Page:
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That "Beautiful Thing"

It's been one of "those" weeks. If you've followed my writing for any length of time, you know exactly what I mean - one of those "knock you to your knees" flare-up weeks. You know that old saying "weak as water?" Well that would be an understatement. Lord have mercy what a difference a week or even a few days can make! Last weekend I was running on "love" with adequate energy for all that was planned for our Mother's Day festivities. I did what those of us do who deal with fibromylagia or other such illnesses that produce chronic fatigue, pain and flare-ups. I put my engine in high gear and plowed through the weekend trying to make the most of every moment. Then come Monday, "it" happened... the "crash and burn" part of the cycle. I've experienced this thousands of times over the past fifteen years, but I am never quite ready. This one was a "doozie" as they say down South.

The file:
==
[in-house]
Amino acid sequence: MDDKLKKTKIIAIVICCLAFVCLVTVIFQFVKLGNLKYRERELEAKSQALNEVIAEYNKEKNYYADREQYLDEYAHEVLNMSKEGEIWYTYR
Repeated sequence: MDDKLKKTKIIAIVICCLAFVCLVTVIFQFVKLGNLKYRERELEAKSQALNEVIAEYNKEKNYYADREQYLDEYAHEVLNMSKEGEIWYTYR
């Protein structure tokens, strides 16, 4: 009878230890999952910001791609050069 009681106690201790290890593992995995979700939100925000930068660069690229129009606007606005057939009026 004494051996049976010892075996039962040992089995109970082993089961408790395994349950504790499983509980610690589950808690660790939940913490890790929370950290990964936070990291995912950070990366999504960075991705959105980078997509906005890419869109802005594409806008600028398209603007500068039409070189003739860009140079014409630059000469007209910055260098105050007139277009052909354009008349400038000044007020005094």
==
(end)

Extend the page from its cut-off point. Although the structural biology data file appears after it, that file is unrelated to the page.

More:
As I looked in the mirror tonight at myself, I had to laugh. I wondered who that pale-faced, puffy-eyed creature was! She didn't look anything like that lovely bright-eyed woman that graced my latest profile picture on Facebook posted from Mother's Day. It wasn't just the absence of make-up and perfectly styled hair. No, it was the absence of energy, strength, vitality and well... "health." There was a time on one of these kinds of days, where after seeing myself in the mirror, I would walk away in tears, depressed and discouraged. Usually, I would try to "put on a good face" just in case someone showed up at my door or perhaps just to make me feel better - emotionally anyway. Sometimes it worked and sometimes it didn't because I would feel weaker physically after all the effort and would simply curl up on the sofa, keeping company with the folks on TV until I fell asleep. They couldn't see how I looked and I was too fatigued at that point to care.